What will the law firm of 2040 look like? PwC identified key trends, which CBRE thinks could have noticeable real estate implications:
- Globalisation – with international clients demanding increasingly complex full-service provision; law firms will need to decide what location strategy they should adopt to ensure they can provide this – how many people in which cities?
- Technology – as with many other services sectors, the rise of information technologies holds out the prospect of efficiencies and productivity improvements. Examples (which we return to below) include Artificial Intelligence and online legal services – which of course don’t necessarily need to be co-located with the firm’s employees
- Workforce needs – law firms need to attract skilled talent to remain competitive, in multi-disciplinary teams. They’ll need to offer flexible working options, and an attractive and flexible real estate environment
- Client demands – clients will increasingly use fewer, bigger law firms and will want to outsource day-to-day legal work under longer term contracts.
CBRE’s annual Law In London survey, has found similar trends over the six years it has been running, as has our research on legal firms outside London in our 2016 Law In the Regions report.
Our 2018 London report finds, for example, that 89% of law firms in the capital were already using artificial intelligence (AI), or had plans to do so (Figure 1). Currently, AI applications for law focus mainly on automating tasks typically carried out by paralegals and support staff.
However, as demonstrated by Legal Services Link, launched in 2018, legal services technology is beginning to expand to mobile-based services, following the example set by ‘fintech’ where there is now a wide range of personal finance apps. Legal Services Link customers to choose from a choice of legal representatives across a range of price points, dependent on their level of experience. While Legal Services Link allows the user to connect to a human lawyer, apps like DoNotPay provide access to ‘virtual lawyers’ which can address simple tasks such as appealing against parking tickets and utilising legal loopholes to rebook flights if they drop in price after booking.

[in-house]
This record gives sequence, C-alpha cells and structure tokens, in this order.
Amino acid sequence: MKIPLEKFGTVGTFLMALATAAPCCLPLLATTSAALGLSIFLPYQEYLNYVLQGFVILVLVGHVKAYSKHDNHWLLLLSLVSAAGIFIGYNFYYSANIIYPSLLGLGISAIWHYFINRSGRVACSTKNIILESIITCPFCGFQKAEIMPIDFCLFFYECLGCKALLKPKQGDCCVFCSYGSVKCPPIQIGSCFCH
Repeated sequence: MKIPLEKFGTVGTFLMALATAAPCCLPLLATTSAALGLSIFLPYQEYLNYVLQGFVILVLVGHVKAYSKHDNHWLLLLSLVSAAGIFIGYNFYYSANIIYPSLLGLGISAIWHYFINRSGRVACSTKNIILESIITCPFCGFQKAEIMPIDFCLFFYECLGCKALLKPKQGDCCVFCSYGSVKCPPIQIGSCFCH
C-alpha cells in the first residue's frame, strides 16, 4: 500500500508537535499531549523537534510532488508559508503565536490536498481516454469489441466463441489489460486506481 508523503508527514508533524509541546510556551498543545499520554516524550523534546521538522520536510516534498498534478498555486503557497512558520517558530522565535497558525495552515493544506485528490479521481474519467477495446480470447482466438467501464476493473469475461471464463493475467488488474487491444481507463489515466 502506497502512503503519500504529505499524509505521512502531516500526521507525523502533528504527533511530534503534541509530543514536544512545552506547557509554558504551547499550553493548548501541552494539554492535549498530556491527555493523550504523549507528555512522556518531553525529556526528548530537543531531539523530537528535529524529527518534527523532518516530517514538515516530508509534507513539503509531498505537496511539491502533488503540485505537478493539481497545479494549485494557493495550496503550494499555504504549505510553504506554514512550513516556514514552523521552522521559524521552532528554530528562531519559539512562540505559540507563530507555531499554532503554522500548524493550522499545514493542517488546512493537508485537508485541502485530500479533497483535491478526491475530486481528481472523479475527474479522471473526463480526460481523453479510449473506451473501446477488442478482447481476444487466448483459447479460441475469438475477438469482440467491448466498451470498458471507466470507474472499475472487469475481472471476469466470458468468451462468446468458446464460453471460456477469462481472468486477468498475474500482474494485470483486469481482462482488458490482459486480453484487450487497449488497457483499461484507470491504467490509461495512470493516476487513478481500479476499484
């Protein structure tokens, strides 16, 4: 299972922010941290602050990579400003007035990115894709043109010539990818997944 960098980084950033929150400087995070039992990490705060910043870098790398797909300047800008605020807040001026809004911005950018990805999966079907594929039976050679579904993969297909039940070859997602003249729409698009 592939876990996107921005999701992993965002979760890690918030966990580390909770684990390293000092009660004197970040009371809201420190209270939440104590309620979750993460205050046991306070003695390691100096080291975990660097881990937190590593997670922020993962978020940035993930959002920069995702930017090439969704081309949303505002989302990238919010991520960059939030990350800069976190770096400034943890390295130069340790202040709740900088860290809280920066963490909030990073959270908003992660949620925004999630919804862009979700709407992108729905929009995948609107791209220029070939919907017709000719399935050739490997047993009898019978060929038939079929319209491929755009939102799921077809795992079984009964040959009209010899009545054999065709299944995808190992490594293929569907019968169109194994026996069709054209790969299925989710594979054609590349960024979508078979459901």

Figure 1: Law firms in London have embraced AI
Source: CBRE Research, 2018
Ultimately, AI in its current form is unlikely to threaten the jobs of trained lawyers, but it could help to make the legal process more efficient. In terms of employment, almost half of firms interviewed in our 2018 London report envisaged a reduction in headcount at junior level (43%) and support level (45%), but only 7% believed headcount would fall at senior levels.
So by 2040, the legal sector will be reshaped by technology. However, the demand for highly trained legal professionals who work on complex legal cases seems unlikely to fall. Instead, those professionals will be using technology to drive greater efficiency when delivering their services.
And technology is just one example of big influences on legal firms’ real estate needs in the next twenty years. But what might these changes mean for real estate? To remain competitive against this backdrop of rapid evolution and transformation, more waves of real estate activity are likely. Firms will seek to maximise property assets and rationalise their estates to account for new ways of working, chase the talent, and adopt new technology. Although the key driver is to reduce operating costs, there is also a focus on adding value to the core business through strategic, selective investment.
CBRE finds that this will be achieved by positioning the right people with the right skillsets in the right place, for particular parts of a project in optimum locations (cost effective with access to talent). Continuing the trend of recent years, key regional cities such as Birmingham, Manchester and Belfast will attract big corporate law firms. Bristol also seems likely to continue to do well given its leading position to date. But, as we write elsewhere, the fortunes of legal services firms in our big cities will depend on cities’ ability to attract and retain the right talent.
Finally, we shouldn’t forget the influence of the forces of change on the city court estate. The UK Government has recently announced some court closures, including two in London, and reported research that showed that during 2016-2017, 41% of court and tribunal buildings were used for less than half of their available time. Court processes are also going online, including applications for divorce and probate. So, by 2040 we expect a rather smaller court estate than we have now. The jury’s out on the uses to which they might be put, though in the case of Horseferry Road Magistrates Court, the answer was 120 new homes.